Section 3303 (a) (1) sets forth standards for the several State laws, adherence to which is required in order that the employers within any such State whose tax rates are less than 2.7 percent be permitted to obtain an additional credit against the Federal unemployment tax for the difference between 2.7 percent and the lower rates accorded employers under the State's experience rating formulas, thus, limiting the payment to the Federal Government in all cases to an excise tax of only three-tenths of 1 percent. The Federal act requires that under State law no reduced rate of contributions may be permitted to a "person" except on the basis of his experience with respect to unemployment. This provides coverage of nonprofitmaking religious, charitable, literary, scientific, and educational organizations on a cost basis because section 7701 (a) (1) of the Internal Revenue Code includes such organizations as "persons" within the meaning of section 3303(a). Hence, without the enactment of this bill all employers within any State whose law permitted reimbursement of benefits in lieu of tax would be deprived of the additional credit since the Secretary of Labor would no longer find that under such law no reduced rate of contributions is permitted to a "person" except on the basis of his experience with respect to unemployment.


At the present time in New York State alone approximately 350,000 employ ees engaged by 7,500 nonprofit organizations devoted exclusively to religious, charitable, literary, scientific, and educational purposes are denied the protection of unemployment insurance extended to persons engaged in private industry. Although the law permits the inclusion of such organizations on a voluntary basis, very few have sought coverage for their employees because the cost is prohibitive. Cognizant of its responsibility to all segments of its labor force, the State of New York sought to provide for such unemployment protection on an optional reimbursement basis. On January 20, 1960, how

ever, the U.S. Department of Labor ruled that a reimbursement method would not be consistent with the present requirements of the Federal Unemployment Tax Act. This ruling followed presentation of the proposal and reasons for it to the Secretary of Labor by members of the New York Advisory Council on Unemployment Insurance. Efforts by the industrial commissioner of the State of New York to obtain a change of position were fruitless.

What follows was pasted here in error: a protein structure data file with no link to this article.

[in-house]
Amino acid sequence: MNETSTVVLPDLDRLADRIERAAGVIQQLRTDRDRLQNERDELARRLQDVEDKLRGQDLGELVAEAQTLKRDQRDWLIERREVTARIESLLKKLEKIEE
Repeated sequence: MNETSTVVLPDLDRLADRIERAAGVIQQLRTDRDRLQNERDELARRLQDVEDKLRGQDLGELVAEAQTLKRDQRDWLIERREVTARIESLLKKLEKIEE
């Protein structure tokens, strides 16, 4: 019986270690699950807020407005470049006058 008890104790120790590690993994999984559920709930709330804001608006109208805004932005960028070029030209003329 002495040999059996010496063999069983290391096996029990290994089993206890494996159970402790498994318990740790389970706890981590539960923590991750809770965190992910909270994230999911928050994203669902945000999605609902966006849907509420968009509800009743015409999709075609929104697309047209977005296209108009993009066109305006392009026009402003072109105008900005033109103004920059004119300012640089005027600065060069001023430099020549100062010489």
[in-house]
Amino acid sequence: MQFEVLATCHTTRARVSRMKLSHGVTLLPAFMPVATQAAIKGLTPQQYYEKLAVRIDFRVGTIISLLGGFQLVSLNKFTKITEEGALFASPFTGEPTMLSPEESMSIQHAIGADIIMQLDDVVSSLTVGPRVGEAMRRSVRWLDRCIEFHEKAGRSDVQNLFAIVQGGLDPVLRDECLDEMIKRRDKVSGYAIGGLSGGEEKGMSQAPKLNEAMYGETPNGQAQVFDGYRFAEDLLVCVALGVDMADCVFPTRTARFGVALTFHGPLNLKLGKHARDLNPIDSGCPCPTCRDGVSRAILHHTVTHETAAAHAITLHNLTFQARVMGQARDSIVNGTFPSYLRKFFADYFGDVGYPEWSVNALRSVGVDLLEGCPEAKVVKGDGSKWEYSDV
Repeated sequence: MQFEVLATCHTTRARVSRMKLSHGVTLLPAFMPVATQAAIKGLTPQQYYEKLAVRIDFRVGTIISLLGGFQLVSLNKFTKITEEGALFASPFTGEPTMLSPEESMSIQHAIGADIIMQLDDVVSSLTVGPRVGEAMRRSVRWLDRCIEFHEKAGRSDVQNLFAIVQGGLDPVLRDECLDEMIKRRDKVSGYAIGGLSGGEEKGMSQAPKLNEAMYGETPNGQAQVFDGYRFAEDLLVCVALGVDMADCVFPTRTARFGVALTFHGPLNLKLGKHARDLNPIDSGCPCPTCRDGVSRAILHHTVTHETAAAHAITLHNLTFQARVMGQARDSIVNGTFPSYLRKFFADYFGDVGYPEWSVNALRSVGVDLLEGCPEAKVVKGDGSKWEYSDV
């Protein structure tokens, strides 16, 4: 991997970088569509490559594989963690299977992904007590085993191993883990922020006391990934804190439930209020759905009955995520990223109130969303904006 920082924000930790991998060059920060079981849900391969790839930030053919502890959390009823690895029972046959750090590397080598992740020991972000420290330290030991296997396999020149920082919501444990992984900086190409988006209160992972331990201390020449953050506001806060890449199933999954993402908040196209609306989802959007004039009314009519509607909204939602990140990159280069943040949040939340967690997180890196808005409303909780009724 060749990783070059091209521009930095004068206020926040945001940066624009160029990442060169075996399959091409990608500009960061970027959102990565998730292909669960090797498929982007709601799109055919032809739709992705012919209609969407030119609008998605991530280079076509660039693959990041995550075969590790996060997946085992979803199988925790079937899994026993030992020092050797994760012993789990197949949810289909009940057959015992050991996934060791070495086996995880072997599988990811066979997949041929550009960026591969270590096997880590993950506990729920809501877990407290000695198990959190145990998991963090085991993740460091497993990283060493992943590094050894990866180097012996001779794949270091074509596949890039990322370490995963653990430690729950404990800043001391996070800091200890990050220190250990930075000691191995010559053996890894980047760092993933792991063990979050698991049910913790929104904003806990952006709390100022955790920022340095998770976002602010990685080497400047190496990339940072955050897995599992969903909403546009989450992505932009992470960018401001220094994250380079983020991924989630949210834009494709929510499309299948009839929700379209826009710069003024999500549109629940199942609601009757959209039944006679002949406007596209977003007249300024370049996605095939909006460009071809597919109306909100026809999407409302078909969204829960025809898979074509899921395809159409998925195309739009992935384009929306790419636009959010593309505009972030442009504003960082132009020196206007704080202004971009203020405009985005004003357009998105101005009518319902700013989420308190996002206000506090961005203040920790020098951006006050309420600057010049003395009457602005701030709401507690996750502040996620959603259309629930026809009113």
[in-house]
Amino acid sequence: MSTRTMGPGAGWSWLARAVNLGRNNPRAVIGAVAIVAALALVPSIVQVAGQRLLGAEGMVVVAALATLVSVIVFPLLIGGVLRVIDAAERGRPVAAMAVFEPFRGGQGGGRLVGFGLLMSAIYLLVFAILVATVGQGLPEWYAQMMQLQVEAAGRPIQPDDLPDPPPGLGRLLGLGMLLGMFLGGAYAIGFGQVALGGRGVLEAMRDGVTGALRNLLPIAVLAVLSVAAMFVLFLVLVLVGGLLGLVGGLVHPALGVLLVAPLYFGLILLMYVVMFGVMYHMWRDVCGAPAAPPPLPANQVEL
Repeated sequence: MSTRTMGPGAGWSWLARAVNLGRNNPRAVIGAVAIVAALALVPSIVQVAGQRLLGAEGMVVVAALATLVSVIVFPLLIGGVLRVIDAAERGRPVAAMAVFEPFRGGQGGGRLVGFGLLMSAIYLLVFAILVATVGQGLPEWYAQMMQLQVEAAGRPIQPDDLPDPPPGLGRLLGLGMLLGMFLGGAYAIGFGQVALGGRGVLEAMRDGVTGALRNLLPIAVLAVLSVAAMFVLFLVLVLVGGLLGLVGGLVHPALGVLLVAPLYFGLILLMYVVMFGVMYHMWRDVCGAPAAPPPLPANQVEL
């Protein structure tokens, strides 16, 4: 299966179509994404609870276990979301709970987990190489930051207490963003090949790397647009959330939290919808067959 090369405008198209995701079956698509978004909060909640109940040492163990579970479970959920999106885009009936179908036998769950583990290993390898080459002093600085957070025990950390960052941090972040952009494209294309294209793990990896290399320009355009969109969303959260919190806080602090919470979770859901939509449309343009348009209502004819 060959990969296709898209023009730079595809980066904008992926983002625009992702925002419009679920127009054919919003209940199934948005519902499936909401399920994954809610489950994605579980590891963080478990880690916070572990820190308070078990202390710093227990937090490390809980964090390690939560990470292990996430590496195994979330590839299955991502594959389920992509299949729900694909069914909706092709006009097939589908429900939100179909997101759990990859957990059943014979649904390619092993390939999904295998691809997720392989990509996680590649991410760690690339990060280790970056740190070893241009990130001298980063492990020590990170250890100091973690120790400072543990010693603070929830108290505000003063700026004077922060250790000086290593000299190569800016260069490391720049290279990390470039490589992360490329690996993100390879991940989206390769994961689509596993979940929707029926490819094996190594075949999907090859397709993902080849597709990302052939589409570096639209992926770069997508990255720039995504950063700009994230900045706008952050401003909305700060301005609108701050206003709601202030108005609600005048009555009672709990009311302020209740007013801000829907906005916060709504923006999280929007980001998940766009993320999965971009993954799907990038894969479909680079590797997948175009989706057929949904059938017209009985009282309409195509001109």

There is general agreement on the need for the unemployment protection of workers employed by nonprofit organizations which are otherwise exempt from Federal and State taxation. These employees need the protection just as much as other workers. There is no essential difference between officeworkers employed by such organizations and officeworkers of other employers, such as banks, insurance companies, employers in professional occupations, and others or indeed governmental employees. There is no difference between kitchenworkers in hospitals and kitchenworkers in hotels or restaurants. There is no difference between the maintenance staff of buildings owned and operated by such organizations and staff in buildings operated by other real estate


Representative spokesmen of nonprofit organizations share these views. However, after consultation with them, the administration in New York conIcluded that compulsory taxation on the conventional basis would meet with justified objections. A bill was, therefore, developed which gave such organizations the option to cover their workers either on a reimbursement basis or on the basis of taxation as it applies to private employers. In support of this approach, the Unemployment Insurance Advisory Council of New York said that:

"In planning for the inclusion of the nonprofit institutions it must, however, be realized that they present a special situation involving factors not found in private industry.

"To begin with, these agencies cannot pass on the charge to consumers by increases in price. Furthermore, since they are exempted from income taxes, the unemployment insurance contribution cannot be deducted as a cost of doing business. This takes on special importance for them since they are service organizations and for most the payroll constitutes the largest part of their total operating expenses, running for some as high as 70 or 80 percent and

even more.

Then, in very many of these institutions, e.g., colleges, universities, community houses, welfare agencies, literary and scientific societies, the greater part of the staff is professional, holding either tenure or a contract for a fixed term. Turnover among such personnel is relatively slight and generally occurs when a member of the staff resigns voluntarily to go elsewhere. Contributions based on the salaries paid to such persons would impose an added burden on budgets already strained and yet there would be little likelihood that any substantial part of the contributions would ever be used to pay benefits.